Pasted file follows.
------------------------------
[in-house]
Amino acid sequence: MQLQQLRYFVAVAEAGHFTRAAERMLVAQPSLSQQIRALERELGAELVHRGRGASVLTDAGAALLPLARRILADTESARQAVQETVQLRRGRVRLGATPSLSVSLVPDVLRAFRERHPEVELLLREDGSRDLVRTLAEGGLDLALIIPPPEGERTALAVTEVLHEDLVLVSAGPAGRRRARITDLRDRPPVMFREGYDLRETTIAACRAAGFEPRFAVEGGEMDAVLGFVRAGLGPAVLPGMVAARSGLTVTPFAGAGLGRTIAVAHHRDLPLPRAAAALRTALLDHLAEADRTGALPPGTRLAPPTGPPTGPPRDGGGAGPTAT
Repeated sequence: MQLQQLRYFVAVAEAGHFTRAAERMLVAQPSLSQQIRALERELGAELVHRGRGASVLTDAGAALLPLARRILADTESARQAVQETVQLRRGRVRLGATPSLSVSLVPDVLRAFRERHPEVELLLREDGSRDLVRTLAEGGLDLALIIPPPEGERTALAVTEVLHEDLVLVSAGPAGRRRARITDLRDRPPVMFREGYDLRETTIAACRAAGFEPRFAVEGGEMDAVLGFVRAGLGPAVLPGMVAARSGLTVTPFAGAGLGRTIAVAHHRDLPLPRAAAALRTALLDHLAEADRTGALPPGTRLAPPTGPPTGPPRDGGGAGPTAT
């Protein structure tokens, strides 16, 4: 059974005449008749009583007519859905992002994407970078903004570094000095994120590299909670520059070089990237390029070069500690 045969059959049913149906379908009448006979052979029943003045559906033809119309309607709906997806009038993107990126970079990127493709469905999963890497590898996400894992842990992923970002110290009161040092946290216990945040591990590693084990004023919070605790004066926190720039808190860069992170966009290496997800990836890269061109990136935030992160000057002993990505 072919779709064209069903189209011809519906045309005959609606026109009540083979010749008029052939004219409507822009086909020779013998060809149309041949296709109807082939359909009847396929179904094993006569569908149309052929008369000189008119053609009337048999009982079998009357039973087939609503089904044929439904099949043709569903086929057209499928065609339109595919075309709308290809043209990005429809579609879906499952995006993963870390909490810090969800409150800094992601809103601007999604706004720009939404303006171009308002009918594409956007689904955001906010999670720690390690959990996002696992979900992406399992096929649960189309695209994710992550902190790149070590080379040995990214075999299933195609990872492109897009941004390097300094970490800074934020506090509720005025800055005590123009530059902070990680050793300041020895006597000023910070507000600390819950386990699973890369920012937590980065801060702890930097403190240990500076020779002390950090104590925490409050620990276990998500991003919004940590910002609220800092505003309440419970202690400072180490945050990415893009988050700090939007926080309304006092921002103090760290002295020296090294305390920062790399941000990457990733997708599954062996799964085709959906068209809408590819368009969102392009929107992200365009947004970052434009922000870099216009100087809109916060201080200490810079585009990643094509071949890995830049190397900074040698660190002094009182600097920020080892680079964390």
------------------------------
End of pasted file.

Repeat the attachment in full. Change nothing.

[in-house]
Amino acid sequence: MQLQQLRYFVAVAEAGHFTRAAERMLVAQPSLSQQIRALERELGAELVHRGRGASVLTDAGAALLPLARRILADTESARQAVQETVQLRRGRVRLGATPSLSVSLVPDVLRAFRERHPEVELLLREDGSRDLVRTLAEGGLDLALIIPPPEGERTALAVTEVLHEDLVLVSAGPAGRRRARITDLRDRPPVMFREGYDLRETTIAACRAAGFEPRFAVEGGEMDAVLGFVRAGLGPAVLPGMVAARSGLTVTPFAGAGLGRTIAVAHHRDLPLPRAAAALRTALLDHLAEADRTGALPPGTRLAPPTGPPTGPPRDGGGAGPTAT
Repeated sequence: MQLQQLRYFVAVAEAGHFTRAAERMLVAQPSLSQQIRALERELGAELVHRGRGASVLTDAGAALLPLARRILADTESARQAVQETVQLRRGRVRLGATPSLSVSLVPDVLRAFRERHPEVELLLREDGSRDLVRTLAEGGLDLALIIPPPEGERTALAVTEVLHEDLVLVSAGPAGRRRARITDLRDRPPVMFREGYDLRETTIAACRAAGFEPRFAVEGGEMDAVLGFVRAGLGPAVLPGMVAARSGLTVTPFAGAGLGRTIAVAHHRDLPLPRAAAALRTALLDHLAEADRTGALPPGTRLAPPTGPPTGPPRDGGGAGPTAT
């Protein structure tokens, strides 16, 4: 059974005449008749009583007519859905992002994407970078903004570094000095994120590299909670520059070089990237390029070069500690 045969059959049913149906379908009448006979052979029943003045559906033809119309309607709906997806009038993107990126970079990127493709469905999963890497590898996400894992842990992923970002110290009161040092946290216990945040591990590693084990004023919070605790004066926190720039808190860069992170966009290496997800990836890269061109990136935030992160000057002993990505 072919779709064209069903189209011809519906045309005959609606026109009540083979010749008029052939004219409507822009086909020779013998060809149309041949296709109807082939359909009847396929179904094993006569569908149309052929008369000189008119053609009337048999009982079998009357039973087939609503089904044929439904099949043709569903086929057209499928065609339109595919075309709308290809043209990005429809579609879906499952995006993963870390909490810090969800409150800094992601809103601007999604706004720009939404303006171009308002009918594409956007689904955001906010999670720690390690959990996002696992979900992406399992096929649960189309695209994710992550902190790149070590080379040995990214075999299933195609990872492109897009941004390097300094970490800074934020506090509720005025800055005590123009530059902070990680050793300041020895006597000023910070507000600390819950386990699973890369920012937590980065801060702890930097403190240990500076020779002390950090104590925490409050620990276990998500991003919004940590910002609220800092505003309440419970202690400072180490945050990415893009988050700090939007926080309304006092921002103090760290002295020296090294305390920062790399941000990457990733997708599954062996799964085709959906068209809408590819368009969102392009929107992200365009947004970052434009922000870099216009100087809109916060201080200490810079585009990643094509071949890995830049190397900074040698660190002094009182600097920020080892680079964390």